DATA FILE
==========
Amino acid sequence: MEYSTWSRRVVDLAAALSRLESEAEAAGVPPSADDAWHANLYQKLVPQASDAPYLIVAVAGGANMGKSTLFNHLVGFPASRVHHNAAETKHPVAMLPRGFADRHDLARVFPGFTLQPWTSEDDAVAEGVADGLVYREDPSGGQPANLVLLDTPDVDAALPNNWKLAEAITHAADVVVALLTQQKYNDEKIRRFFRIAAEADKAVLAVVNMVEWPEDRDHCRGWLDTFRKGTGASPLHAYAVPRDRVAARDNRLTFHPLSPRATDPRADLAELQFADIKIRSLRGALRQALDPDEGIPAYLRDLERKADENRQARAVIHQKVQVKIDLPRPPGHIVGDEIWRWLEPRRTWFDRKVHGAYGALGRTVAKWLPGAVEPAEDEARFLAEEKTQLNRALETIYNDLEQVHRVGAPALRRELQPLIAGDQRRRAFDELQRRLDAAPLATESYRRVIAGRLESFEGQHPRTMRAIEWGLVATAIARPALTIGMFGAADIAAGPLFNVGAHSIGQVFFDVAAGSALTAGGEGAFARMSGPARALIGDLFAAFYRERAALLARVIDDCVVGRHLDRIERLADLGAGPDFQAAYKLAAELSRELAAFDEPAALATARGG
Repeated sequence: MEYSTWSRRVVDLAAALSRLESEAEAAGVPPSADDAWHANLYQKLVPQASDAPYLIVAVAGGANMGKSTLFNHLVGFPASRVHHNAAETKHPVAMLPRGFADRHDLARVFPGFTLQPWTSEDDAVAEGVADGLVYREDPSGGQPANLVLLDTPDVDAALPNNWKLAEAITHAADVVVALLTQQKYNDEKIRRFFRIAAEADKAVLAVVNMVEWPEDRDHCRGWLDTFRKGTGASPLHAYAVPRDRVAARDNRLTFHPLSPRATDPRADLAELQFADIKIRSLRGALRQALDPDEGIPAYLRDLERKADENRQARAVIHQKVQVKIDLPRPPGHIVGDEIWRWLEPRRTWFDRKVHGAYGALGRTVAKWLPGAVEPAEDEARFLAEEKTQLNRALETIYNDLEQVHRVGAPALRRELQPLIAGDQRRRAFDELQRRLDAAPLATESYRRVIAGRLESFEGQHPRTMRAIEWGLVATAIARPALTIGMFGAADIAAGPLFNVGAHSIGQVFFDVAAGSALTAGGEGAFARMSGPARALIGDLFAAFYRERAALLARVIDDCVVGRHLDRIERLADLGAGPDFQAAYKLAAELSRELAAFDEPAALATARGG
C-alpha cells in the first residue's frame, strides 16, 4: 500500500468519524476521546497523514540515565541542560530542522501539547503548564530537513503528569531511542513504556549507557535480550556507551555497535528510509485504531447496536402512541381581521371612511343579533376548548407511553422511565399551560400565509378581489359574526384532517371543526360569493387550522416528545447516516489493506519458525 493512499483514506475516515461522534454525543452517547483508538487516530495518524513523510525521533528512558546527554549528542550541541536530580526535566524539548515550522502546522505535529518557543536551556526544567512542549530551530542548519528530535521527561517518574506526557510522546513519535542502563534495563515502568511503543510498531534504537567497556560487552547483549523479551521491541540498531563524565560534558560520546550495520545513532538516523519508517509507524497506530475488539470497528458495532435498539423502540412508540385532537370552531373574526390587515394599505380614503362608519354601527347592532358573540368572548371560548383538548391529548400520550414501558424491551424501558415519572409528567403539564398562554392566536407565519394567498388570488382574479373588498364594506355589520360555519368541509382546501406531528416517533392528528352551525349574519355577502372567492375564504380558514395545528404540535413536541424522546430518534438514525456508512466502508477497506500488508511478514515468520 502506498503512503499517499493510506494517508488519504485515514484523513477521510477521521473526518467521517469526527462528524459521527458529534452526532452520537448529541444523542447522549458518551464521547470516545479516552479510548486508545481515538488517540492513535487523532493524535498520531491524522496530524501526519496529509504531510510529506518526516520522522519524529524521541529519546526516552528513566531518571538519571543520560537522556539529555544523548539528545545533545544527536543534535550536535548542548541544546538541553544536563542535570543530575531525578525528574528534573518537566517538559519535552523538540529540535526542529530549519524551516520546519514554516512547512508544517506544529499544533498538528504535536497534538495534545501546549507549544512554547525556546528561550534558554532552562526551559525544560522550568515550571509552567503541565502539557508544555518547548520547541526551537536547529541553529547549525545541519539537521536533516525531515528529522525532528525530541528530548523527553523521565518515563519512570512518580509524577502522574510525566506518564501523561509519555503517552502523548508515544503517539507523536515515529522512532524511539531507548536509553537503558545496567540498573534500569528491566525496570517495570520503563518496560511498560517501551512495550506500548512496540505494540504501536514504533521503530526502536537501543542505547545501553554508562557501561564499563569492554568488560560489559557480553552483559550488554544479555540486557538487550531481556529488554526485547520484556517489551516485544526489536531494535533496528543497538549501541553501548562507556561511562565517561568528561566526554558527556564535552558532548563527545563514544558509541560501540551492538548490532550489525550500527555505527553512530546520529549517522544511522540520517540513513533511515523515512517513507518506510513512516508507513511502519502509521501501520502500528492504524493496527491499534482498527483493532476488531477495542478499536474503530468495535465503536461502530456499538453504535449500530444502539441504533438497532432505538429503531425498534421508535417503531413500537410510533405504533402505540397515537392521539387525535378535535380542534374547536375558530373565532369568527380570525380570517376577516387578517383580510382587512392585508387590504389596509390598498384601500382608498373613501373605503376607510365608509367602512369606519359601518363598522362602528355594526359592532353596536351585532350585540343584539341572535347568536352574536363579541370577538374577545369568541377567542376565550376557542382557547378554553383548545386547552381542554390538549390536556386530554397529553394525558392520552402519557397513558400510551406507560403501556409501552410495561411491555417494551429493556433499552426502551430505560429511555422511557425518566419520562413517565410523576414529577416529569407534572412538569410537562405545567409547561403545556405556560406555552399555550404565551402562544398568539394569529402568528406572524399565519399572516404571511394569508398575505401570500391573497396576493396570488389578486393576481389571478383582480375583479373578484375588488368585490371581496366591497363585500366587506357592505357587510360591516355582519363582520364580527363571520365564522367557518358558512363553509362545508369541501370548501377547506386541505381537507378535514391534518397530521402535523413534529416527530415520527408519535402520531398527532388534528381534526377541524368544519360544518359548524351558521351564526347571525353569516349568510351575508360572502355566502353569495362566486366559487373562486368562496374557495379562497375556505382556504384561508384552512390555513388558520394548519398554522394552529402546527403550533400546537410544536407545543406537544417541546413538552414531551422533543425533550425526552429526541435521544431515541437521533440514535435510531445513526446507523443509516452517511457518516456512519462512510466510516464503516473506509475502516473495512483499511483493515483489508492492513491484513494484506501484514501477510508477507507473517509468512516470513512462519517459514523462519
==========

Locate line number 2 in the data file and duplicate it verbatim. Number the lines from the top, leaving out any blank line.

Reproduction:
Repeated sequence: MEYSTWSRRVVDLAAALSRLESEAEAAGVPPSADDAWHANLYQKLVPQASDAPYLIVAVAGGANMGKSTLFNHLVGFPASRVHHNAAETKHPVAMLPRGFADRHDLARVFPGFTLQPWTSEDDAVAEGVADGLVYREDPSGGQPANLVLLDTPDVDAALPNNWKLAEAITHAADVVVALLTQQKYNDEKIRRFFRIAAEADKAVLAVVNMVEWPEDRDHCRGWLDTFRKGTGASPLHAYAVPRDRVAARDNRLTFHPLSPRATDPRADLAELQFADIKIRSLRGALRQALDPDEGIPAYLRDLERKADENRQARAVIHQKVQVKIDLPRPPGHIVGDEIWRWLEPRRTWFDRKVHGAYGALGRTVAKWLPGAVEPAEDEARFLAEEKTQLNRALETIYNDLEQVHRVGAPALRRELQPLIAGDQRRRAFDELQRRLDAAPLATESYRRVIAGRLESFEGQHPRTMRAIEWGLVATAIARPALTIGMFGAADIAAGPLFNVGAHSIGQVFFDVAAGSALTAGGEGAFARMSGPARALIGDLFAAFYRERAALLARVIDDCVVGRHLDRIERLADLGAGPDFQAAYKLAAELSRELAAFDEPAALATARGG